The Washington Post called my book a “honey pot of nostalgia,” and that may be true, but I think one of the reasons my book became a New York Times Bestseller is because I tapped into the zeitgeist of parents concerned their children could be the first generation to spend more time in digital landscapes rather than real ones. It’s one way I make these classic children’s stories by AA Milne even more relevant.  During my readings both here and the United States, people are compelled to reflect on the that the Christopher Robins of the 21st century need their own Hundred Acre Wood, be it a weedy, neglected city lot; a wild area of a playground; or a real wooded area where they can go and … create their own narrative of childhood and develop a sense of place.

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Photo: Kathryn Aalto

Literature and stories and narratives transport us to larger landscapes, smaller regions  and gardens and here behind us, back to Classical times and to modern times.

When Miriam asked me to design this literary garden — of course, I said yes.  I was interested in helping her take the landscapes Ovid describes in his works and recreating them for us, today, to experience as living landscapes and links to the past in the same way that Muir’s writing about my San Joaquin Valley enriches my experience of that place.  Landscapes with narratives — be they reaching into the past or creating a new voice — ground us in place while transporting us back in time. They become more than space but cultural artefacts and richer in meaning through a narrative.

Walking through this very garden today not only deepens our understanding of the sensual and meaningful living landscape in which Ovid wrote his stories but these grand gardens of the past were designed to impart narrative, as Miriam said. It is experiential. I very much like that that it is a place here regardless of one’s academic background. Ovid’s Garden is accessible and is like a living museum without glass cabinets, a garden where people, place and history intersect in a rather beautiful way, wouldn’t you agree?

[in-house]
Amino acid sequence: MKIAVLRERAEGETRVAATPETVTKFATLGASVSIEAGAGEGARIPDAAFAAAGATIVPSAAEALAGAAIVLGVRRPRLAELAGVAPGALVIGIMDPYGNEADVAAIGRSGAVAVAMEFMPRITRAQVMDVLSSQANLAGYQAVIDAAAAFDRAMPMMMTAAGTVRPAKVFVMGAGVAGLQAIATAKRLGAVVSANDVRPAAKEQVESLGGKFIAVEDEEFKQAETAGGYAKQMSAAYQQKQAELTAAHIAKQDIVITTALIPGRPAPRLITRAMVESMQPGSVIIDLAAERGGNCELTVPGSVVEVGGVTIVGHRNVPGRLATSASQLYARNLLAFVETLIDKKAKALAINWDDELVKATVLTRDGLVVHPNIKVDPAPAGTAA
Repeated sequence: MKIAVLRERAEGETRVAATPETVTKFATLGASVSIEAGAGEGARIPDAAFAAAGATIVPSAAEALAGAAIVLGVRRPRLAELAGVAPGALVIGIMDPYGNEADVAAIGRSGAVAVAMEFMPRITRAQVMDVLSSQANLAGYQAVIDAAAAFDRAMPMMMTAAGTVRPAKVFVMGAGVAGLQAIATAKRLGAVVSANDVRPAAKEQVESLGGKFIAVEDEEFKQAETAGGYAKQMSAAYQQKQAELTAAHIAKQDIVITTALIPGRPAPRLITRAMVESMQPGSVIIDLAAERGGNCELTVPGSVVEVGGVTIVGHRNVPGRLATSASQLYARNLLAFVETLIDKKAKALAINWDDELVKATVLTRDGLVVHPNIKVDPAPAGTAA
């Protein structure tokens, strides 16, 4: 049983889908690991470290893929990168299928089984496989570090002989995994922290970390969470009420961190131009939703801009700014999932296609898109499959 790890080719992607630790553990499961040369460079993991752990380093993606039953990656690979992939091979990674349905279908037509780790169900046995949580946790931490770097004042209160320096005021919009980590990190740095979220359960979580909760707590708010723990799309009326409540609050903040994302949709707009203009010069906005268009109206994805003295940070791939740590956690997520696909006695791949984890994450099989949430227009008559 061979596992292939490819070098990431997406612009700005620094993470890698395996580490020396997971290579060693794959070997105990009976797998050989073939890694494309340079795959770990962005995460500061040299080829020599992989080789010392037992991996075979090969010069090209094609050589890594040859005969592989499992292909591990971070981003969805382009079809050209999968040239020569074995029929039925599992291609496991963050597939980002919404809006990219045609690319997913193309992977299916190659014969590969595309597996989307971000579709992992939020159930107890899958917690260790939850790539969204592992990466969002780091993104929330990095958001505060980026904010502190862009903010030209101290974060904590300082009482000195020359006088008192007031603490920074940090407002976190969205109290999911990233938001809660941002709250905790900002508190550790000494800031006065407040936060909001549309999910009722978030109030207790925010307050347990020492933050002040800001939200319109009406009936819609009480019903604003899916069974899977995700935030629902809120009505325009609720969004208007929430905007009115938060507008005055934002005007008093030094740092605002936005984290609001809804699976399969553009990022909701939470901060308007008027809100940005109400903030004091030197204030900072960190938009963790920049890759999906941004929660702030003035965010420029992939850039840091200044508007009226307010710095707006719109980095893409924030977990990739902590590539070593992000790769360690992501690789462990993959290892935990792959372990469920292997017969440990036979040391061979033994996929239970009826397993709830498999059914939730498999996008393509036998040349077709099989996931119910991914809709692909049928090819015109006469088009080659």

My topic is “Creating Gardens with Narrative.”  I started by talking about greater landscapes but the same approaches to writing about landscape can be applied to designing landscapes. Where do we begin?

It begins first by looking outward and then looking inward.

By looking outward, we are reading the physical landscape like a text. We need to elicit information: what is the soil type? how much sun does the garden get and where are the shady spots? What about wind? What are the site lines and views (i.e., borrowed landscapes or what is outside the garden that we want to frame within our design)? And practical questions such as, what are the water sources?  We also need to consider noise (do we want to block it out), utilities and existing architecture. We want gardens to exist in harmony as an outside room of the existing house and be supported by the land.  In other words, the landscape is telling you the kind of voice it needs, the way it wants to be written. If it’s saying there’s a memoir to be written, try not to impose an academic treatise. Listen to the narrative the land can support.

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Photo: Kathryn Aalto

To create a garden with a narrative, we need to look inward and revisit the concept of “sense of place.”  Larger landscapes like my San Joaquin Valley are imbued with a strong sense of place through memories, experiences, emotions, history.